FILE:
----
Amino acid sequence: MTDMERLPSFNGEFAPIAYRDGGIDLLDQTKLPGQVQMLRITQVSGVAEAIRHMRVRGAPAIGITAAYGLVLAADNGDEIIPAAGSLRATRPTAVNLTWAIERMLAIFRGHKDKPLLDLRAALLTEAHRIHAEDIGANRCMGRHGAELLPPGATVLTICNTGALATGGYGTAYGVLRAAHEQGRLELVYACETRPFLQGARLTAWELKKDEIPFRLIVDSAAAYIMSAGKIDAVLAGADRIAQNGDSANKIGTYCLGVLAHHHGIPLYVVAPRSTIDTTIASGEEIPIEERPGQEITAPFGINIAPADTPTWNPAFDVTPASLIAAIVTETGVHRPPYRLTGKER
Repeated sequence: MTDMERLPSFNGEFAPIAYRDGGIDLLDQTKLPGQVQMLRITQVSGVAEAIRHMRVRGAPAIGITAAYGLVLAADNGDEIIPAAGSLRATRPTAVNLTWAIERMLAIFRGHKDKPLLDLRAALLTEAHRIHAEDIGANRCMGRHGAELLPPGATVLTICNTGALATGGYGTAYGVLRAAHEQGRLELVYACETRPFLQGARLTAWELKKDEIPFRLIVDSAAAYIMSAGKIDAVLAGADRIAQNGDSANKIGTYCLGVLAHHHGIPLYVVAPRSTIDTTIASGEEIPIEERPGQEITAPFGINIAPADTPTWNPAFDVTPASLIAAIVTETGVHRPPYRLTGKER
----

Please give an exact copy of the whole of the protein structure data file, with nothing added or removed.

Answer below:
Amino acid sequence: MTDMERLPSFNGEFAPIAYRDGGIDLLDQTKLPGQVQMLRITQVSGVAEAIRHMRVRGAPAIGITAAYGLVLAADNGDEIIPAAGSLRATRPTAVNLTWAIERMLAIFRGHKDKPLLDLRAALLTEAHRIHAEDIGANRCMGRHGAELLPPGATVLTICNTGALATGGYGTAYGVLRAAHEQGRLELVYACETRPFLQGARLTAWELKKDEIPFRLIVDSAAAYIMSAGKIDAVLAGADRIAQNGDSANKIGTYCLGVLAHHHGIPLYVVAPRSTIDTTIASGEEIPIEERPGQEITAPFGINIAPADTPTWNPAFDVTPASLIAAIVTETGVHRPPYRLTGKER
Repeated sequence: MTDMERLPSFNGEFAPIAYRDGGIDLLDQTKLPGQVQMLRITQVSGVAEAIRHMRVRGAPAIGITAAYGLVLAADNGDEIIPAAGSLRATRPTAVNLTWAIERMLAIFRGHKDKPLLDLRAALLTEAHRIHAEDIGANRCMGRHGAELLPPGATVLTICNTGALATGGYGTAYGVLRAAHEQGRLELVYACETRPFLQGARLTAWELKKDEIPFRLIVDSAAAYIMSAGKIDAVLAGADRIAQNGDSANKIGTYCLGVLAHHHGIPLYVVAPRSTIDTTIASGEEIPIEERPGQEITAPFGINIAPADTPTWNPAFDVTPASLIAAIVTETGVHRPPYRLTGKER